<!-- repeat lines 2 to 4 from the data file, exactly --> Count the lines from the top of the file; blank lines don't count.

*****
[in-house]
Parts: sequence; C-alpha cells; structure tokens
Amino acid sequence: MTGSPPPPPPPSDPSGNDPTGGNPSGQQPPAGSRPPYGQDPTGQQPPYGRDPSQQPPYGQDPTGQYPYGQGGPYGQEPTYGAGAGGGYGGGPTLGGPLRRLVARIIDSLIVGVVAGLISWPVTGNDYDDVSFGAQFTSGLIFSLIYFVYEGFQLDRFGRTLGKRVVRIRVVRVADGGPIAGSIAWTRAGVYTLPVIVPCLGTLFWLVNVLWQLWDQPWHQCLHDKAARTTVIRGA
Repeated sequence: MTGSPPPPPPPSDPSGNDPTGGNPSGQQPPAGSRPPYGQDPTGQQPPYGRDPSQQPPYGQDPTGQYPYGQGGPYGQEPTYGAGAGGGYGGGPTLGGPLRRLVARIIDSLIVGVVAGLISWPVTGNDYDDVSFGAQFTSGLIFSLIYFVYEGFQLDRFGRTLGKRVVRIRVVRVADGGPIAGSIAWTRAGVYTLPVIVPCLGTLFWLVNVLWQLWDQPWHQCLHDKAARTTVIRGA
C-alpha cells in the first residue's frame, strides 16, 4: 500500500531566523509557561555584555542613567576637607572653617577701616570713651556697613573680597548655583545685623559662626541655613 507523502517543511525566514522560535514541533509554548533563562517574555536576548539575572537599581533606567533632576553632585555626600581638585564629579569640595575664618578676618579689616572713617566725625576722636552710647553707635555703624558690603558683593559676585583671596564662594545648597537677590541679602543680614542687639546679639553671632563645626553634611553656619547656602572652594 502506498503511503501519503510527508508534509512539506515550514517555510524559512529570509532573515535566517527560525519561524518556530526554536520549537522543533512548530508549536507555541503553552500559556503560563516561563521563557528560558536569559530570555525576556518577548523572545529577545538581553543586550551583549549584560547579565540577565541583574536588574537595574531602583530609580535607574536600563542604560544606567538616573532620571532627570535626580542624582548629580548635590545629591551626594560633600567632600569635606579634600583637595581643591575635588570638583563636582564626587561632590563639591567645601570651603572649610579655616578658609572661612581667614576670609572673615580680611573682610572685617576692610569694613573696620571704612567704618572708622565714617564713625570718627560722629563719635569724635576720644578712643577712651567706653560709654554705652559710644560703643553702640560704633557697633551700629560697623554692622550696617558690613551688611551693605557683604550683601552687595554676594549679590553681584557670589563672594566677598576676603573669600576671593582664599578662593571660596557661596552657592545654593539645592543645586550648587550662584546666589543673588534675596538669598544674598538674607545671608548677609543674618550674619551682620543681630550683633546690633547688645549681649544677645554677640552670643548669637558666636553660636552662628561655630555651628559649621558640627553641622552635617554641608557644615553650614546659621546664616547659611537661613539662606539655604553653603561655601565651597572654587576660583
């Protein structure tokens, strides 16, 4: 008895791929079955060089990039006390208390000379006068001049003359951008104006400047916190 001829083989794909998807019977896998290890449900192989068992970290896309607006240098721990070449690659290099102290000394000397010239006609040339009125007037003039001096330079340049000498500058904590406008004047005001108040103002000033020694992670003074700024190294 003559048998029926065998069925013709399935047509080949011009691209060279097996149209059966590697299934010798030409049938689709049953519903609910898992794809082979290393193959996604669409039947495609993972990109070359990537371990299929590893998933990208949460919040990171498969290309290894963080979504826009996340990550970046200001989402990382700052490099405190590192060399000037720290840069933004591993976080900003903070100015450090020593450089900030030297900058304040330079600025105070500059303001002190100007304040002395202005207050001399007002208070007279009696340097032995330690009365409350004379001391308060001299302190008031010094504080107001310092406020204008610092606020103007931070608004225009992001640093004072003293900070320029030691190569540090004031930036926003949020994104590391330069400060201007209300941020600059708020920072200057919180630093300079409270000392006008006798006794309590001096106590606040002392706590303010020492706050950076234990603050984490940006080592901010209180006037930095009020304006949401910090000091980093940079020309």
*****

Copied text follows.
Parts: sequence; C-alpha cells; structure tokens
Amino acid sequence: MTGSPPPPPPPSDPSGNDPTGGNPSGQQPPAGSRPPYGQDPTGQQPPYGRDPSQQPPYGQDPTGQYPYGQGGPYGQEPTYGAGAGGGYGGGPTLGGPLRRLVARIIDSLIVGVVAGLISWPVTGNDYDDVSFGAQFTSGLIFSLIYFVYEGFQLDRFGRTLGKRVVRIRVVRVADGGPIAGSIAWTRAGVYTLPVIVPCLGTLFWLVNVLWQLWDQPWHQCLHDKAARTTVIRGA
Repeated sequence: MTGSPPPPPPPSDPSGNDPTGGNPSGQQPPAGSRPPYGQDPTGQQPPYGRDPSQQPPYGQDPTGQYPYGQGGPYGQEPTYGAGAGGGYGGGPTLGGPLRRLVARIIDSLIVGVVAGLISWPVTGNDYDDVSFGAQFTSGLIFSLIYFVYEGFQLDRFGRTLGKRVVRIRVVRVADGGPIAGSIAWTRAGVYTLPVIVPCLGTLFWLVNVLWQLWDQPWHQCLHDKAARTTVIRGA